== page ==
Man rushing to get home for dinner when he lost finger on Luas stop fence

Michael Kelly (43) suing tram operator over injuries suffered in Dundrum in 2012

Michael Kelly is  pictured at the Four Courts on Thursday. Photograph: Collins Courts.

Michael Kelly is pictured at the Four Courts on Thursday. Photograph: Collins Courts.


A man who ended up losing a finger after climbing a fence to get to a Luas stop has told the High Court he was trying to get back to a hostel in Dublin city centre in time for his dinner.

Michael Kelly (43) decided to scale the fence as he could not find the entrance to the Dundrum stop on the Luas Green Line on October 20th, 2012. He said he walked up some steps which appeared to provide access to the platform but found there was a locked gate and a fence.

He said he was eager to get back to the city centre as there were strict rules governing meal times at the men’s refuge where he was staying at the time, with lunch served at 1pm. It was put to Mr Kelly he could have turned back when he got to the fence where the accident happened.

“I wanted to get home for my dinner,” he replied.

Mr Kelly, of Clare Village, Malahide Road, Co Dublin, has sued Luas operator TransDev Dublin Light Rail Ltd and Transport Infrastructure Ireland as a result of the accident.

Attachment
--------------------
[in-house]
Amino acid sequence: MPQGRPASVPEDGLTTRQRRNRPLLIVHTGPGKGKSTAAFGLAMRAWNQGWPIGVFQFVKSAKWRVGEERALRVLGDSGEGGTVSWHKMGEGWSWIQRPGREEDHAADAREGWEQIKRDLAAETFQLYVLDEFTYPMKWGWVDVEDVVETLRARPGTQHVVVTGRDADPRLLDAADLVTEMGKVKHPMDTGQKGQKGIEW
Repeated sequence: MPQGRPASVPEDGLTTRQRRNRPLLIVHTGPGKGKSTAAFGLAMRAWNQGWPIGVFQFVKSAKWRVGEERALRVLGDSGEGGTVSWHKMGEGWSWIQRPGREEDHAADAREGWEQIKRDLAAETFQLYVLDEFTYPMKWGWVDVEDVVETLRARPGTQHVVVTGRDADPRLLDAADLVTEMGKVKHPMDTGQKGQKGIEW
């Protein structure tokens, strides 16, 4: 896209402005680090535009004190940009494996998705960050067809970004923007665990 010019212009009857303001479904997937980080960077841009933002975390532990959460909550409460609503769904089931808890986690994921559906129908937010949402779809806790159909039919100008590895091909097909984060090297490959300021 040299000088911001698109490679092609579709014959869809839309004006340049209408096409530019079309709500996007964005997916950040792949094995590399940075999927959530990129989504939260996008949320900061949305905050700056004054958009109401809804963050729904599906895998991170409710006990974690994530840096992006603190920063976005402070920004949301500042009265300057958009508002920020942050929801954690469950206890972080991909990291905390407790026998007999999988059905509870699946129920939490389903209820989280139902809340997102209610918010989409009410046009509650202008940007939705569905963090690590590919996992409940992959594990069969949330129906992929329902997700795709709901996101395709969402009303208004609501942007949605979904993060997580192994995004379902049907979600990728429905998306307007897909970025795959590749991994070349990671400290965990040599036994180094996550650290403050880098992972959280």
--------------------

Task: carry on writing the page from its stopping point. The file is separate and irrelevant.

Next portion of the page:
He alleges failure to take any or any reasonable care to see that he would be reasonably safe in using the Dundrum Luas stop premises.


The claims are denied and it is pleaded there was contributory negligence on the part of Mr Kelly. The defence says Mr Kelly attempted to access the Luas platform in a reckless and dangerous manner and had not followed a clearly marked and signposted public access route.

It is further alleged Mr Kelly took an allegedly dangerous and hazardous shortcut to access the platform and allegedly used a means of access clearly blocked and prohibited to members of the public.

Under cross-examination by David Nolan SC, with Simon Kearns BL, Mr Kelly said he did not see the sign for the Luas as he walked along the street because there were referendum related posters on a pole.

Mr Kelly said he knew he should not have got over the first barrier but he thought it was the right way. When he got to the second fence at the top of an embankment, he agreed he knew he was in the wrong place.


Counsel put it to Mr Kelly that he “decided recklessly” to make the wrong choice. Mr Kelly said he weighed the options and thought it was safer.

“I felt trapped,” he said.

He agreed he made the call that it was safer to go on than to go back and said he did not want to get his clothes dirty.

“I was not expecting to lose my finger,” he added.

When counsel put to Mr Kelly that what he had done was “entirely reckless”, he replied “yes”.

Mr Nolan suggested to Mr Kelly the accident had all to do “with your foolishness “ and he could have stopped at any time out of concern for his safety. Mr Kelly said he admitted he should not have got over the first fence.

The case is expected to conclude before Mr Justice Michael Hanna on Friday.